Consumers Union representatives delivered a petition to Equifax demanding that the credit-rating agency do more to help the 145 million consumers whose credit information was compromised by a data breach earlier this year. 

The petition, which was signed by over 180,000 people, was delivered to Equifax at the company's Atlanta headquarters. 

“Equifax needs to be held accountable for this enormous breach, and it needs to do a lot more to help the millions of people who were put at risk of identity theft,” said Justin Brookman, the director of consumer privacy and technology policy for Consumers Union, the policy and mobilization division of Consumer Reports.

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“So far, the company’s response to consumers has been completely inadequate," Brookman added. "We have collected signatures from people all over the country who agree that Equifax must step up and do more.”

Equifax spokesperson Wyatt Jeffries, responding in an email, said: “We had a productive conversation this morning with representatives from the Consumers Union and appreciated hearing their concerns. We were pleased to share with them some of the measures we have already taken to address many of the concerns they raised in their letter, as well as future efforts.” 

Thursday’s petition has seven specific demands:

1. Offer free credit freezes to consumers for a longer period of time.

Currently the company is offering free credit freezes until Jan. 31, 2018, when the company says it will begin offering free credit locks to consumers. However, advocates say that credit freezes are a safer option for consumers than credit locks.

2. Provide free credit monitoring to consumers for an indefinite time period.

Equifax is currently offering one free year of credit monitoring through its enrollment in its TrustedID Premier product. The service gives users access to their Equifax credit report and alerts them to important changes in their reports at all three credit bureaus. It also monitors suspicious websites for users’ Social Security numbers and provides up to $1 million in ID theft insurance.

But advocates and security experts say that due to the type of information that was stolen, consumers will have to be vigilant of their credit for decades to come, not just one year.

3. Provide more detailed information about exactly what data was exposed and how, so consumers can make informed choices about their next steps.

CU’s Brookman said the online tool Equifax developed so consumers could find out whether their information was affected, though improved, still falls short. At first, the tool merely told consumers that their data “may” have been breached. Now it gives a more definitive “was” or “wasn’t.” “Where they still miss the mark, however, is in telling users what exact data was breached. Was it just an email address or was it a Social Security number?” said Brookman.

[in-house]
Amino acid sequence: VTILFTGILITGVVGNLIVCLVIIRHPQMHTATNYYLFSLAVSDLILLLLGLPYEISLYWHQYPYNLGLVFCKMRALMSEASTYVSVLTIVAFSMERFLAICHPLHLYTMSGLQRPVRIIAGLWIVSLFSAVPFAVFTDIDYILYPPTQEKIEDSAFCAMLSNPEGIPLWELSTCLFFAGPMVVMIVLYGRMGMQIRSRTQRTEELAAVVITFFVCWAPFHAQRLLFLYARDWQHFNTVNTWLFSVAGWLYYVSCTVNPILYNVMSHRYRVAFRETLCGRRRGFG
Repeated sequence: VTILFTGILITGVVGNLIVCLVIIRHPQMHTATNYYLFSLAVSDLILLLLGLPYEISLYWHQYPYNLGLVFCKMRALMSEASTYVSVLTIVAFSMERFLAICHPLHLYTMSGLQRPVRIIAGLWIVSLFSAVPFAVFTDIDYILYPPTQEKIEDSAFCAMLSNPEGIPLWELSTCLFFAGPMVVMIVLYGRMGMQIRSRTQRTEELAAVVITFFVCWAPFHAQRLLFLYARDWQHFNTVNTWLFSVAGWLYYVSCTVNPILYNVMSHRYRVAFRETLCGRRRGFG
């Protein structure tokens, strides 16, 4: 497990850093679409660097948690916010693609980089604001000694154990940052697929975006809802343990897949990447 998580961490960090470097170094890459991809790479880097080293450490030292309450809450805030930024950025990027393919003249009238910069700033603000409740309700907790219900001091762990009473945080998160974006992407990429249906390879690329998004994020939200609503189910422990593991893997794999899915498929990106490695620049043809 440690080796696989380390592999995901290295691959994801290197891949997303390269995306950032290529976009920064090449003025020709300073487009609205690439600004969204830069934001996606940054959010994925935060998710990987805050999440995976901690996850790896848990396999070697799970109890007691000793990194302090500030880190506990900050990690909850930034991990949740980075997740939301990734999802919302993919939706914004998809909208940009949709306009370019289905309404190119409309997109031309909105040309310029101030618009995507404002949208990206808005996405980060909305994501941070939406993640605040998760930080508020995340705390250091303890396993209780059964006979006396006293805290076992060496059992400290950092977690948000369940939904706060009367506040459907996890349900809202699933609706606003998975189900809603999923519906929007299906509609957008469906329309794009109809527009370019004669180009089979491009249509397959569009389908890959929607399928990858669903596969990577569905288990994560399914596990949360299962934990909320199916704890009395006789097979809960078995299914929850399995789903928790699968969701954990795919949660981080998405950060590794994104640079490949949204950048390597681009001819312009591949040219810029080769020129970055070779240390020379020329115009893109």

4. Remove all mandatory arbitration clauses.

Advocates say it's unacceptable that Equifax tried to insulate itself from class-action lawsuits during this crisis by including a mandatory arbitration clause in the terms and conditions consumers had to agree to before they could verify whether their data was affected.

Following an outcry from consumers, Equifax said that the forced arbitration agreement included in its credit monitoring product and the online tool would not be enforced.

Brookman said that saying they will not enforce the mandatory arbitration agreement is not good enough. They must remove the language from the company’s terms of service pages.

5. Hire and train staff who can review and process customer complaints promptly.

Consumers have been complaining of difficulties getting through to call center specialists. Ex-CEO Richard Smith admitted in October testimony before a Senate committee that the company was not properly prepared for the onslaught of inquiries.

In Senate testimony Wednesday, Equifax’s interim CEO, Paulino de Rego Barros, said the company has been utilizing call centers across the globe as well as in the U.S. to handle the surge of calls.

Barros testified that it takes callers 3 minutes to reach a resolution when they phone a call center. However, according to Consumers Union, too many consumers still complain they’re unable to get through or that they are being put on hold too long.

6. Set aside a fund to compensate consumers whose data was exposed.

Advocates say Equifax has an obligation to compensate consumers for the injury they may incur from the breach in the years to come.

7. Investigate allegations of insider trading.

News reports indicate that senior Equifax executives sold major amounts of stock before telling the public about the breach, although earlier this week a special committee report ordered up by the company’s board of directors cleared the executives, according to news reports. Nevertheless, advocates say that Equifax should immediately preserve all documents and commit to an independent investigation of the possibility of insider trading.